Pulsar spins from an instability in the accretion shock of supernovae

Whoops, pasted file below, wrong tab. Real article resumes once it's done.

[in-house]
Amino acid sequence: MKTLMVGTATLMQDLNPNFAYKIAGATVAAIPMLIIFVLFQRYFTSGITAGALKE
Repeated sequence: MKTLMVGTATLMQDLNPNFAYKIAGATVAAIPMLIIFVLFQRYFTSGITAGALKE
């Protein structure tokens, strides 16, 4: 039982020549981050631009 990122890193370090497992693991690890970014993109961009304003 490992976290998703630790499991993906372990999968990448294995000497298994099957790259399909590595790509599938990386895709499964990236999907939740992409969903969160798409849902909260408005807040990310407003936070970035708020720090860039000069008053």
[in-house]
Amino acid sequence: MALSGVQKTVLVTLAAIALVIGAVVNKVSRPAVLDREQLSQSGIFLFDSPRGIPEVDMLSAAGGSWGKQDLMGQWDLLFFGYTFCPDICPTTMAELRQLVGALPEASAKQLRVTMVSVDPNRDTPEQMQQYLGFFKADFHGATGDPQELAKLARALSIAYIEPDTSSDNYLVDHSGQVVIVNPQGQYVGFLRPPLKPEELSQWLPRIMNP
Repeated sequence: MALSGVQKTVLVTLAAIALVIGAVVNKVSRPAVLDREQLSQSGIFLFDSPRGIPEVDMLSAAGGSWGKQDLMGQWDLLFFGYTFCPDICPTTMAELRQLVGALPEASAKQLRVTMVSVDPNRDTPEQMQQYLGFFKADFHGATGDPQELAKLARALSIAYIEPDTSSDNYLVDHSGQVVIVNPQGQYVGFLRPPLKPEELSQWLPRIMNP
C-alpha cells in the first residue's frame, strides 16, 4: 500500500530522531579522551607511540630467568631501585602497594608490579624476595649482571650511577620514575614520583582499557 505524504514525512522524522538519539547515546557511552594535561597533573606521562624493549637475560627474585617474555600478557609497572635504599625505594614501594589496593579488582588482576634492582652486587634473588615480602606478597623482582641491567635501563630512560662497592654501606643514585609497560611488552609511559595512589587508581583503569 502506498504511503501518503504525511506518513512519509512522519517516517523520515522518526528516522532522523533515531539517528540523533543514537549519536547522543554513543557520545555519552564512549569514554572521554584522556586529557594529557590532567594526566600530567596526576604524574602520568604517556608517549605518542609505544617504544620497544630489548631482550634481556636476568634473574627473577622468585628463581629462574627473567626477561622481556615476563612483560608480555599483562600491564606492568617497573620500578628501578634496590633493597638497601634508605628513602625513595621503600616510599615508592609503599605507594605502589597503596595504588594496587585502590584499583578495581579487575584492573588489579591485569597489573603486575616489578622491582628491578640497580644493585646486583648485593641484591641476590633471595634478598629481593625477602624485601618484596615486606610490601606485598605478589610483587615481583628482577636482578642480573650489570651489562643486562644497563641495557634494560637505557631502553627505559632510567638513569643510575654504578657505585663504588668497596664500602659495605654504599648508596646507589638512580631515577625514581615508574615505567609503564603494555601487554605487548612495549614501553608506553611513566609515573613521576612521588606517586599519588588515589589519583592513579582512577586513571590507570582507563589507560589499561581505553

Rotation-powered radio pulsars are born with inferred initial rotation periods of order 300 ms (some as short as 20 ms) in core-collapse supernovae. In the traditional picture, this fast rotation is the result of conservation of angular momentum during the collapse of a rotating stellar core. This leads to the inevitable conclusion that pulsar spin is directly correlated with the rotation of the progenitor star. So far, however, stellar theory has not been able to explain the distribution of pulsar spins, suggesting that the birth rotation is either too slow or too fast. Here we report a robust instability of the stalled accretion shock in core-collapse supernovae that is able to generate a strong rotational flow in the vicinity of the accreting proto-neutron star. Sufficient angular momentum is deposited on the proto-neutron star to generate a final spin period consistent with observations, even beginning with spherically symmetrical initial conditions. This provides a new mechanism for the generation of neutron star spin and weakens, if not breaks, the assumed correlation between the rotational periods of supernova progenitor cores and pulsar spin.